The Rambert Archive was established in 1982 to collect material from around the world with support from theCalouste Gulbenkian Foundation, the Pilgrim Trust and the Radcliffe Trust. In 2007 a part-time professional archivist post was created to manage the archive, accessions, and to provide access for researchers and staff.
Lack of suitable storage space for collections, including VHS tapes of performance, and research facilities were inhibiting collection and access to the material. Lack of resources restricted the development of outreach and learning activities.
When the Rambert company considered moving its entire operation, including dancers, the artistic team and archives to a new base, this provided the opportunity to develop the archive through an ambitious project to:
- create new bespoke facilities for the archive with the guidance of the Rambert Archive
- undertake a major cataloguing project of the material
- create a new Learning and Participation strand combining dance with heritage learning
The project took place over a two year period from spring 2012 to spring 2014 and attracted external funding to build a new bespoke archive, catalogue the collection and support learning and participation activities. A £360,000 grant from the Heritage Lottery Fund funded the learning projects and cataloguing and digitisation of material. It also contributed to the development of the new facilities which received funding from ICAP, an investment company, the Nureyev Foundation and the Foyle Foundation too.
The Heritage Lottery Fund grant funded two project archivist posts to catalogue the majority of the collections, to conserve the moth damaged costumes and to digitise the VHS tapes.
Working in partnership
Working in partnership was key to delivering the learning and participation strand of the project and the Rambert Archive worked with the London College of Fashion, Lambeth City Learning Centre, Southwark Council, Albany Theatre and Coin Street Community Builders.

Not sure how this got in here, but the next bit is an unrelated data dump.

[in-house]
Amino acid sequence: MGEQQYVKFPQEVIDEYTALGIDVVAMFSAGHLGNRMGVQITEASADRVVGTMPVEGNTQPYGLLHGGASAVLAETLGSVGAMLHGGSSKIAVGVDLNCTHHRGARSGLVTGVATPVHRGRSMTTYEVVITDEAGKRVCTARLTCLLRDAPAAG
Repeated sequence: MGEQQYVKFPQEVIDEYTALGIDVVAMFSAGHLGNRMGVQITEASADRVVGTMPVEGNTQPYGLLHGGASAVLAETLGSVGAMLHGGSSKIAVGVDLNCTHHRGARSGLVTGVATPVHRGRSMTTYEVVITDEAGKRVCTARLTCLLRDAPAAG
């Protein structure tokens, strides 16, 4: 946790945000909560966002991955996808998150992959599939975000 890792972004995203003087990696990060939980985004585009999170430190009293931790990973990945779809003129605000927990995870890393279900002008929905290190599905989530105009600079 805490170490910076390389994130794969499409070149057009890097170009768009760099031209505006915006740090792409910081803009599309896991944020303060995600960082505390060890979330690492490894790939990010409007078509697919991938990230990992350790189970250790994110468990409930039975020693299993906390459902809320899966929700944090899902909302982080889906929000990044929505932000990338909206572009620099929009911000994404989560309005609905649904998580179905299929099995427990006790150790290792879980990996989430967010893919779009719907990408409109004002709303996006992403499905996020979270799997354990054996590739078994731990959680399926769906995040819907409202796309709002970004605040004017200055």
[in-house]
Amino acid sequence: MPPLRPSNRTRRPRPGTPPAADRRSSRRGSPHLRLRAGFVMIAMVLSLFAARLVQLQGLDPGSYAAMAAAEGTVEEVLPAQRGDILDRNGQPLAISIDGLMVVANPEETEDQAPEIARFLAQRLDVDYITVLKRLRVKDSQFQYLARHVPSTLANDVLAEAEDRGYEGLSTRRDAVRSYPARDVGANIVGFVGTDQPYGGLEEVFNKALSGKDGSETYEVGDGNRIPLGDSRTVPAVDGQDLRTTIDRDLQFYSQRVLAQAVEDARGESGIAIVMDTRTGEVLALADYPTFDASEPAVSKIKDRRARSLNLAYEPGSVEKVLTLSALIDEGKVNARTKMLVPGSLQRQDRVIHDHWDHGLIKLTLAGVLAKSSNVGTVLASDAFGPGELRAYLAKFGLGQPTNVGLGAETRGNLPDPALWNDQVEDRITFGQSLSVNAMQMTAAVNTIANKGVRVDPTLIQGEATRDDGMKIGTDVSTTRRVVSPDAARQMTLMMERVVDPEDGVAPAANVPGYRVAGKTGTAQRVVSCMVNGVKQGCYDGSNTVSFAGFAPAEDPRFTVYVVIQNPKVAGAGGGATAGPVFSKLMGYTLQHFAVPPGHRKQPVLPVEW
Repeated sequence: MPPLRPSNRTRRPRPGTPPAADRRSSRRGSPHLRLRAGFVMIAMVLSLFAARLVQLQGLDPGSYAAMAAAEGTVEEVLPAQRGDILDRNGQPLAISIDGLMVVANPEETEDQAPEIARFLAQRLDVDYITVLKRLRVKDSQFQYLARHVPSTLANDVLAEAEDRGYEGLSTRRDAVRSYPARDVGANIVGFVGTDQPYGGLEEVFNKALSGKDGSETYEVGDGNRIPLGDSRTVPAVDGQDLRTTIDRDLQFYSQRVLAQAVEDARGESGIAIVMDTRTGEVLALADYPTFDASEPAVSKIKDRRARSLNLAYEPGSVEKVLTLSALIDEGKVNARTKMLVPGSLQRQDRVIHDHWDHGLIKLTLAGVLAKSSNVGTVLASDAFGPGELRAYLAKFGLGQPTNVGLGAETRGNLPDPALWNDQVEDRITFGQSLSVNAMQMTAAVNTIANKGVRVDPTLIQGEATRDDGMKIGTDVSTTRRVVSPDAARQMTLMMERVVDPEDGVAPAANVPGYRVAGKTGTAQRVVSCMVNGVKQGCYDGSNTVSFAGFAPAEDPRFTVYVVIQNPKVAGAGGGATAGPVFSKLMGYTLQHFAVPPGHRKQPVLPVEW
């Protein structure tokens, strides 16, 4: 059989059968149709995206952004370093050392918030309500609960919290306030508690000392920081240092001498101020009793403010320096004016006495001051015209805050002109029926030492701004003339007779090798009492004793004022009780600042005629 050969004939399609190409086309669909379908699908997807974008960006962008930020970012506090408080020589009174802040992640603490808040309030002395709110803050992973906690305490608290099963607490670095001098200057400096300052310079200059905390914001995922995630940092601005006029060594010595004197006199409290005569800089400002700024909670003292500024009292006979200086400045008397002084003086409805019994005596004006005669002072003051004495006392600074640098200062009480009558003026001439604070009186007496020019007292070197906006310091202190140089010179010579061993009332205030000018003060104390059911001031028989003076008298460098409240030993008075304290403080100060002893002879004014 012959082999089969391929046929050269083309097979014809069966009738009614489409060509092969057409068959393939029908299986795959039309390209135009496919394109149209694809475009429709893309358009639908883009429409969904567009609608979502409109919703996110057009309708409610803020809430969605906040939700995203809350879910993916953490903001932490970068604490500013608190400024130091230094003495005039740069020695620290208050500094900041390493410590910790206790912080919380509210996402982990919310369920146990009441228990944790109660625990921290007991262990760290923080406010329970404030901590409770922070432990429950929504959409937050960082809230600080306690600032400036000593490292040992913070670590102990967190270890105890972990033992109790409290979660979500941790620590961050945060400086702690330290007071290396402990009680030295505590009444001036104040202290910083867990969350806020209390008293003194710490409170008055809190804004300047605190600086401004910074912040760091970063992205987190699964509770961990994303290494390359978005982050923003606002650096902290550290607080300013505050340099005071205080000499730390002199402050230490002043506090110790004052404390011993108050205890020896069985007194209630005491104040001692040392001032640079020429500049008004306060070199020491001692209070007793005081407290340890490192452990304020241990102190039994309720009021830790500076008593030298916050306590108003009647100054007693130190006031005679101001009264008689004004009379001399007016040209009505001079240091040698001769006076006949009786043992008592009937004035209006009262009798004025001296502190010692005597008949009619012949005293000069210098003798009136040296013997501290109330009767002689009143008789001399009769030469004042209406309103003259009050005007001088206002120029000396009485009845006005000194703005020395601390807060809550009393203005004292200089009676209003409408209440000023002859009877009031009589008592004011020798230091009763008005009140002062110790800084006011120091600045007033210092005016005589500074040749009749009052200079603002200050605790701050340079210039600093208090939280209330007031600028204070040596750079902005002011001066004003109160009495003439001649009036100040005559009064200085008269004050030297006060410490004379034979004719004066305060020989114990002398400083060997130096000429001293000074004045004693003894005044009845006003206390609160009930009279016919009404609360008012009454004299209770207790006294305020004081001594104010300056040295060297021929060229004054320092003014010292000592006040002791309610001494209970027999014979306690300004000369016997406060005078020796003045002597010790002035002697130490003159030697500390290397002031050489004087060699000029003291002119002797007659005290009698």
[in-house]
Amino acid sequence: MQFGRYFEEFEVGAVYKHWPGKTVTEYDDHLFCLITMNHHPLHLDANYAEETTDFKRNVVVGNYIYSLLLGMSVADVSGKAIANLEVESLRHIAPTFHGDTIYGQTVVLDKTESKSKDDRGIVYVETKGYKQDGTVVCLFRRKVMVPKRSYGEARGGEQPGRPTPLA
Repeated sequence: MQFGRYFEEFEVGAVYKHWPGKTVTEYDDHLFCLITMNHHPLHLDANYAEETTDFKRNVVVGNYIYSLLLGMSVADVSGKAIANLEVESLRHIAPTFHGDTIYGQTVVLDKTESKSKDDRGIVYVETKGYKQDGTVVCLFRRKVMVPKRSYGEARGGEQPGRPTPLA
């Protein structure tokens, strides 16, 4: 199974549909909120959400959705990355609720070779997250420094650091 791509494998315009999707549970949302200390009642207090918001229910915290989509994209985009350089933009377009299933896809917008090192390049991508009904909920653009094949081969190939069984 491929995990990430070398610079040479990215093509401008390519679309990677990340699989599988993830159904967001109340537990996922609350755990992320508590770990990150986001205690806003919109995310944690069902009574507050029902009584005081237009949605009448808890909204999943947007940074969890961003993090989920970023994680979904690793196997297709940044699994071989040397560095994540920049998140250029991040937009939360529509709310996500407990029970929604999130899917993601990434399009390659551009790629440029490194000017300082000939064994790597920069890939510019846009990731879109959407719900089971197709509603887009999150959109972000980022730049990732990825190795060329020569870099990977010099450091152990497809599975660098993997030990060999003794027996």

- opening up the collection through major cataloguing projects means the archive material is more accessible to researchers both from within Rambert company and externally. The archive is now consulted by the marketing team, chief executive, artistic director, development and technical teams and dancers. For example Rambert have used archive material to restage historical works, using archive costumes, technical files, audio recordings and images
- the new reading room has considerably improved access to the collections, with space for up to 12 researchers, and facilities to watch digitised footage of performances. With its display cases to exhibit the archives, the reading room has now become a focal point for development and marketing events
- learning programmes have attracted participants from a wide range of ages from 11 to 80 years old. These participants have used the collection to learn about dance history and create dances based on the archives
- the new accommodation allowed for the development of bespoke archive store designed to meet PD5454, a standard for record repositories
- the archivist post has been increased from two and a half days a week to four and a half days a week. The project has embedded the service within the company to the extent that the archivist is now seen as an essential.
What went well and what didn’t go quite as well?
- digitisation of the video material proved complex and therefore took longer than originally expected
- building delays made planning the archive move more difficult and therefore impacted on the availability of the archive to the company and researchers, and the learning activities
- archive learning is new to Rambert and it was a challenge to manage the logistics of planning projects and workshops that use both dance and archive collections
Developing this work in the future
- digitising other moving image formats, and developing a digital preservation workflow to look after the digital files, and other born-digital items from the company
- developing a system for accessing the footage from desktop computers to make it easier for dancers and staff to use the footage, while keeping the files themselves safe from accidental deletion or editing
- targeted fundraising to cover the cost of the archivist role
- improving collection information, including planning research to release the revenue potential of the collections